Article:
The Story: It’s 1926 – what more do I need to say? It’s the heart of the Jazz Age, Prohibition’s in full swing, and the bright young things rule the world. Every Sheik and Sheba is living life to the fullest with a drink in her hand, Fitzgerald’s scribbling away, and the Harlem Renaissance is challenging established cultural hegemony with its dazzling explosion of African-American literature, music, art and philosophy. There’s also women’s suffrage, the fight for workers’ rights, and the Ziegfield follies. In the thick of it all is Evie, sent from small-town Ohio to the bright lights of New York City to escape an awkward situation, and loving every minute of her supposed banishment. While she might not get along perfectly with her aloof Uncle Will, curator of the Museum of American Folkore, Superstition and the Occult, she adores living in the same building as her bestie buddy Mabel, and soon finds a new pair of pals in Theta, a true-blue flapper, and Hen, a brilliant pianist, both as glamorous as they are mysterious. Even the irritating pickpocket Sam and Will’s solemn assistant Jericho can’t bring Evie down – until a girl is found brutally murdered, beginning a series of gruesome killings that rock New York. When Will is called in to advise police on the odd occult symbols found at the murder scenes, Evie realizes that she might have to acknowledge the secret talent that got her sent away from home in the first place. Evie can read objects; she can hold a button and know what its owner had for breakfast, and a whole lot more. And Evie’s not the only one with a trick or two up her sleeve. Harlem numbers runner Memphis is struggling with his own gifts, trying to keep his younger brother safe and figure out why there’s a crow dogging his footsteps and why his dead mother keeps appearing in his dreams with words of warning…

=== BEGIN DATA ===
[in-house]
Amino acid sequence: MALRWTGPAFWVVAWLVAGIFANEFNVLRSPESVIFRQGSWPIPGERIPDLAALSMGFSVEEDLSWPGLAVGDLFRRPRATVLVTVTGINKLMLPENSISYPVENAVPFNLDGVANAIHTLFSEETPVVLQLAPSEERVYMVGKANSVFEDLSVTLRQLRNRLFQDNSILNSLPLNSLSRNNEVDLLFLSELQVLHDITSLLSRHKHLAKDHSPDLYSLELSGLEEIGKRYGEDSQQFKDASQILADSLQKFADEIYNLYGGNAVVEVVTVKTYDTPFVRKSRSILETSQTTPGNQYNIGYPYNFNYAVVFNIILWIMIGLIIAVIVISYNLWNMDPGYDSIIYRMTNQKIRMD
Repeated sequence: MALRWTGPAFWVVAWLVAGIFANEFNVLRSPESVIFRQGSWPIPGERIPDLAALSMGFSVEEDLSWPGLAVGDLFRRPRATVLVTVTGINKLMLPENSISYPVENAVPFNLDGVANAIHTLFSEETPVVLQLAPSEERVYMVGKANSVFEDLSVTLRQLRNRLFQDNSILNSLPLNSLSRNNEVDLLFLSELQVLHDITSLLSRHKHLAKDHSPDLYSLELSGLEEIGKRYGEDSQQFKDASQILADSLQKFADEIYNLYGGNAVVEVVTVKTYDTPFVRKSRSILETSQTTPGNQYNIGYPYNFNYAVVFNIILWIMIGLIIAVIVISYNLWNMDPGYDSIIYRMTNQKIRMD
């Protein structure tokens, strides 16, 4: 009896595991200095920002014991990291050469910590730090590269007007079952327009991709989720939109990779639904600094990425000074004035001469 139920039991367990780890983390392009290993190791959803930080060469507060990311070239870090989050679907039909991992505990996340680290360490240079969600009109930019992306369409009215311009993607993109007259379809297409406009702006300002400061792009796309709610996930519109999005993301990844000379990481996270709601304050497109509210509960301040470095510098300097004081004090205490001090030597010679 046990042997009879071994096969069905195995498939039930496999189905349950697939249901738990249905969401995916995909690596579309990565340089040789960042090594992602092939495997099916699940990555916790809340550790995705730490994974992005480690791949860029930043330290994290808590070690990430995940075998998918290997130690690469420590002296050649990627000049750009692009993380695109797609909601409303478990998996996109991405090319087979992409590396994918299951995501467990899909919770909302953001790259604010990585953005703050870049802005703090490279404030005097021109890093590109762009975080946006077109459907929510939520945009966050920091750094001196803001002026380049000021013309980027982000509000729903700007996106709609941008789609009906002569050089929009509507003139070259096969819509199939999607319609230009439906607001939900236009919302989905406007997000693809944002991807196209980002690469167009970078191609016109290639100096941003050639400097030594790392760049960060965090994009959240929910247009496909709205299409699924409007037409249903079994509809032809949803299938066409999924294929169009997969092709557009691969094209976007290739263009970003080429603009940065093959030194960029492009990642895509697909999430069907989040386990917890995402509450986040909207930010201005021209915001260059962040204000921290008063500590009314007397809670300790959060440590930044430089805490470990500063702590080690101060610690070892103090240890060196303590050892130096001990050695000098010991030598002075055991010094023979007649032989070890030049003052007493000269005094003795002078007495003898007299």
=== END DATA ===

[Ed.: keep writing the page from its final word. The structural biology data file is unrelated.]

Whoah. So, first of all, apologies for that monster of a plot summary. This book is freaking massive, and there are dozens of seemingly disparate storylines (that eventually converge in a brilliant finale, I might add), so a pithy summation is difficult, but I did try. Also, I’m… kind of speechless. I absolutely, positively, straight up LOVE it. This will probably come as a surprise to no one but me – as far as I can tell, everyone in the world loves Libba Bray, including ALA and YALSA. I don’t know how I missed that memo, especially because I am kind of a librarian. AWKWARD. But anyway.
Confession: I am mildly obsessed with the Roaring Twenties. This is my decade, the one I would time-travel back to if I wandered into Woody Allen’s Midnight in Paris (God, Hemingway was hot in that movie). As far as I’m concerned, I was born in the wrong era of history. I want to be a flapper, with rebellious shorn locks and scandalously short dresses and a talent for dancing, drinking, and dazzling the gents.
Oh, I’m meant to be reviewing this book, aren’t I? Okay, here goes: THIS BOOK IS AMAZING. READ IT. NOW.